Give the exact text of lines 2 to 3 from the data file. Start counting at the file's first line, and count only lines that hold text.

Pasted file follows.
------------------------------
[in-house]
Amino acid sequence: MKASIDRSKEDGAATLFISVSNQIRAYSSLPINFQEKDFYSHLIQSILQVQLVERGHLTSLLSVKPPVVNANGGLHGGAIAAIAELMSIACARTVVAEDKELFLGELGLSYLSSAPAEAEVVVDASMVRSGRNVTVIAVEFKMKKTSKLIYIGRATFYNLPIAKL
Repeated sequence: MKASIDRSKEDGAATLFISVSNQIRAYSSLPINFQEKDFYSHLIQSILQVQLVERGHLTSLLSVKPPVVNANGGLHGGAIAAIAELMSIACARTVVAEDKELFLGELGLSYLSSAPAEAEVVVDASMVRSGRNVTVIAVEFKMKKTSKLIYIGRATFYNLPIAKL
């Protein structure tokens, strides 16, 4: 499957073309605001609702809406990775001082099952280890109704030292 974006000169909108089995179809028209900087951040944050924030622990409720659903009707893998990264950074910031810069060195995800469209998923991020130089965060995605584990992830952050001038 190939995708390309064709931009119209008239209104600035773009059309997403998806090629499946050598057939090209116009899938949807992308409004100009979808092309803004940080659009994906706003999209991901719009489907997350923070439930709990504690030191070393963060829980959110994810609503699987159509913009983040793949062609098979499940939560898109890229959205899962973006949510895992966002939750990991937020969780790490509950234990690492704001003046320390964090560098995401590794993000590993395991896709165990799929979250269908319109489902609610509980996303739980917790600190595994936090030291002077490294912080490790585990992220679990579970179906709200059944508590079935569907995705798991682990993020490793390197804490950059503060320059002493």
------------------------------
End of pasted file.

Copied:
Amino acid sequence: MKASIDRSKEDGAATLFISVSNQIRAYSSLPINFQEKDFYSHLIQSILQVQLVERGHLTSLLSVKPPVVNANGGLHGGAIAAIAELMSIACARTVVAEDKELFLGELGLSYLSSAPAEAEVVVDASMVRSGRNVTVIAVEFKMKKTSKLIYIGRATFYNLPIAKL
Repeated sequence: MKASIDRSKEDGAATLFISVSNQIRAYSSLPINFQEKDFYSHLIQSILQVQLVERGHLTSLLSVKPPVVNANGGLHGGAIAAIAELMSIACARTVVAEDKELFLGELGLSYLSSAPAEAEVVVDASMVRSGRNVTVIAVEFKMKKTSKLIYIGRATFYNLPIAKL